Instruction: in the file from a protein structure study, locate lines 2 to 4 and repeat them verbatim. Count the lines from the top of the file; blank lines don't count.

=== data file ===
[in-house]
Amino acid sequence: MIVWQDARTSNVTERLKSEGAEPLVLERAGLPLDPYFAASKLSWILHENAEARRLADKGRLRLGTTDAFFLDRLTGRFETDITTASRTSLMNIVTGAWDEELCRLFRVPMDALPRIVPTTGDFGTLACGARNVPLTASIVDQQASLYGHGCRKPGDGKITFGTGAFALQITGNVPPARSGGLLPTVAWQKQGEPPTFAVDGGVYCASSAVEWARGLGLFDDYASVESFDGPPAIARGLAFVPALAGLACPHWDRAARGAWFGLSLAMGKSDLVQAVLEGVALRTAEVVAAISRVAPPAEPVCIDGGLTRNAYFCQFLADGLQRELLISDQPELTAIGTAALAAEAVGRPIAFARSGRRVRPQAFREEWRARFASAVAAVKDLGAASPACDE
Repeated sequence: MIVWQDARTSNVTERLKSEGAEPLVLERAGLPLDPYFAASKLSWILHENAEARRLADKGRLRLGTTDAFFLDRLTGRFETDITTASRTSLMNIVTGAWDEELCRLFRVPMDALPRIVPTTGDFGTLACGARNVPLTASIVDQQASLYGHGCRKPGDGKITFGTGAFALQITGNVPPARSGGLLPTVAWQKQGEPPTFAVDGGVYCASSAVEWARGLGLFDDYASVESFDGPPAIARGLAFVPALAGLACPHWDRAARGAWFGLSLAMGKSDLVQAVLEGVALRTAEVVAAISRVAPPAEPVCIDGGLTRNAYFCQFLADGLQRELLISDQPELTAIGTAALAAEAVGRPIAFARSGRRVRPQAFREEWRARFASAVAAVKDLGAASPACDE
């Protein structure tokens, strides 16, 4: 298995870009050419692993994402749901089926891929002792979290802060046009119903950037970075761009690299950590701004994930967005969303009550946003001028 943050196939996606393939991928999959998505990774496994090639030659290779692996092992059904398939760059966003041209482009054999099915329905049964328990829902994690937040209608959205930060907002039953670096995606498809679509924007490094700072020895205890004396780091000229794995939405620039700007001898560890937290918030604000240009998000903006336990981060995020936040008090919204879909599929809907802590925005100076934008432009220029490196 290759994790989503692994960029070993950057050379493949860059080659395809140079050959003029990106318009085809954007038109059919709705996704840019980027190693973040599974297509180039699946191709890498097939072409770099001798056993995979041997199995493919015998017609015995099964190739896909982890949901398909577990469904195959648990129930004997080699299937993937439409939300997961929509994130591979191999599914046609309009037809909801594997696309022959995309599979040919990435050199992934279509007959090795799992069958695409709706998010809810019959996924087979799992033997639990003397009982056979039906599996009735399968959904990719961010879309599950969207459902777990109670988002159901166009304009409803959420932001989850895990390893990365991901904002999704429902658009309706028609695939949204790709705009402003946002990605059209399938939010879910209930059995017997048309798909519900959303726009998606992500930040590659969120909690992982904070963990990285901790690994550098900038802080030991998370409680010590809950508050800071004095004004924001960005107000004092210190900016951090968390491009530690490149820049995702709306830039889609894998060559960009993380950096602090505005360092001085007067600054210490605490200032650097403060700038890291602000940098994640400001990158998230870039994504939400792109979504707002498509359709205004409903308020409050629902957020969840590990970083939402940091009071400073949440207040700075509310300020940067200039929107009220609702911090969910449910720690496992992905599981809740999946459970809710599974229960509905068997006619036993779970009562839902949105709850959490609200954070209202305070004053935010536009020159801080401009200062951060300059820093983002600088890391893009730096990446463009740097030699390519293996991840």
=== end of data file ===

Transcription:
Amino acid sequence: MIVWQDARTSNVTERLKSEGAEPLVLERAGLPLDPYFAASKLSWILHENAEARRLADKGRLRLGTTDAFFLDRLTGRFETDITTASRTSLMNIVTGAWDEELCRLFRVPMDALPRIVPTTGDFGTLACGARNVPLTASIVDQQASLYGHGCRKPGDGKITFGTGAFALQITGNVPPARSGGLLPTVAWQKQGEPPTFAVDGGVYCASSAVEWARGLGLFDDYASVESFDGPPAIARGLAFVPALAGLACPHWDRAARGAWFGLSLAMGKSDLVQAVLEGVALRTAEVVAAISRVAPPAEPVCIDGGLTRNAYFCQFLADGLQRELLISDQPELTAIGTAALAAEAVGRPIAFARSGRRVRPQAFREEWRARFASAVAAVKDLGAASPACDE
Repeated sequence: MIVWQDARTSNVTERLKSEGAEPLVLERAGLPLDPYFAASKLSWILHENAEARRLADKGRLRLGTTDAFFLDRLTGRFETDITTASRTSLMNIVTGAWDEELCRLFRVPMDALPRIVPTTGDFGTLACGARNVPLTASIVDQQASLYGHGCRKPGDGKITFGTGAFALQITGNVPPARSGGLLPTVAWQKQGEPPTFAVDGGVYCASSAVEWARGLGLFDDYASVESFDGPPAIARGLAFVPALAGLACPHWDRAARGAWFGLSLAMGKSDLVQAVLEGVALRTAEVVAAISRVAPPAEPVCIDGGLTRNAYFCQFLADGLQRELLISDQPELTAIGTAALAAEAVGRPIAFARSGRRVRPQAFREEWRARFASAVAAVKDLGAASPACDE
């Protein structure tokens, strides 16, 4: 298995870009050419692993994402749901089926891929002792979290802060046009119903950037970075761009690299950590701004994930967005969303009550946003001028 943050196939996606393939991928999959998505990774496994090639030659290779692996092992059904398939760059966003041209482009054999099915329905049964328990829902994690937040209608959205930060907002039953670096995606498809679509924007490094700072020895205890004396780091000229794995939405620039700007001898560890937290918030604000240009998000903006336990981060995020936040008090919204879909599929809907802590925005100076934008432009220029490196 290759994790989503692994960029070993950057050379493949860059080659395809140079050959003029990106318009085809954007038109059919709705996704840019980027190693973040599974297509180039699946191709890498097939072409770099001798056993995979041997199995493919015998017609015995099964190739896909982890949901398909577990469904195959648990129930004997080699299937993937439409939300997961929509994130591979191999599914046609309009037809909801594997696309022959995309599979040919990435050199992934279509007959090795799992069958695409709706998010809810019959996924087979799992033997639990003397009982056979039906599996009735399968959904990719961010879309599950969207459902777990109670988002159901166009304009409803959420932001989850895990390893990365991901904002999704429902658009309706028609695939949204790709705009402003946002990605059209399938939010879910209930059995017997048309798909519900959303726009998606992500930040590659969120909690992982904070963990990285901790690994550098900038802080030991998370409680010590809950508050800071004095004004924001960005107000004092210190900016951090968390491009530690490149820049995702709306830039889609894998060559960009993380950096602090505005360092001085007067600054210490605490200032650097403060700038890291602000940098994640400001990158998230870039994504939400792109979504707002498509359709205004409903308020409050629902957020969840590990970083939402940091009071400073949440207040700075509310300020940067200039929107009220609702911090969910449910720690496992992905599981809740999946459970809710599974229960509905068997006619036993779970009562839902949105709850959490609200954070209202305070004053935010536009020159801080401009200062951060300059820093983002600088890391893009730096990446463009740097030699390519293996991840």